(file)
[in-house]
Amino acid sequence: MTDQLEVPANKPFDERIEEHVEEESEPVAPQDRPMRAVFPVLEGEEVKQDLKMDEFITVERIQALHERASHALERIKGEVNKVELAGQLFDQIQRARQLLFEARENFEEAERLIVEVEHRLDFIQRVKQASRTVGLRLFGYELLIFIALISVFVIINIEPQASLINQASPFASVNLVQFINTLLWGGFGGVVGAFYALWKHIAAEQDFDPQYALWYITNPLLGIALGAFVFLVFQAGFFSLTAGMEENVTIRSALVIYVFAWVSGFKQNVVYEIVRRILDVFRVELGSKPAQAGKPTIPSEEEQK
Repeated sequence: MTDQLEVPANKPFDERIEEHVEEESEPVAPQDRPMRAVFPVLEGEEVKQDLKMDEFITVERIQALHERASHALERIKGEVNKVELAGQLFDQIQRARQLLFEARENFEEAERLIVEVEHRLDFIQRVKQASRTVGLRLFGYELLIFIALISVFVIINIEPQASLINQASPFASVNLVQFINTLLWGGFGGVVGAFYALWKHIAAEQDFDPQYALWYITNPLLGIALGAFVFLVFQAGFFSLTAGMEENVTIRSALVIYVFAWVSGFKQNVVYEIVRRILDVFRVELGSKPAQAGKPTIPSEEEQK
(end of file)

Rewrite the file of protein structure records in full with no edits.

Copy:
[in-house]
Amino acid sequence: MTDQLEVPANKPFDERIEEHVEEESEPVAPQDRPMRAVFPVLEGEEVKQDLKMDEFITVERIQALHERASHALERIKGEVNKVELAGQLFDQIQRARQLLFEARENFEEAERLIVEVEHRLDFIQRVKQASRTVGLRLFGYELLIFIALISVFVIINIEPQASLINQASPFASVNLVQFINTLLWGGFGGVVGAFYALWKHIAAEQDFDPQYALWYITNPLLGIALGAFVFLVFQAGFFSLTAGMEENVTIRSALVIYVFAWVSGFKQNVVYEIVRRILDVFRVELGSKPAQAGKPTIPSEEEQK
Repeated sequence: MTDQLEVPANKPFDERIEEHVEEESEPVAPQDRPMRAVFPVLEGEEVKQDLKMDEFITVERIQALHERASHALERIKGEVNKVELAGQLFDQIQRARQLLFEARENFEEAERLIVEVEHRLDFIQRVKQASRTVGLRLFGYELLIFIALISVFVIINIEPQASLINQASPFASVNLVQFINTLLWGGFGGVVGAFYALWKHIAAEQDFDPQYALWYITNPLLGIALGAFVFLVFQAGFFSLTAGMEENVTIRSALVIYVFAWVSGFKQNVVYEIVRRILDVFRVELGSKPAQAGKPTIPSEEEQK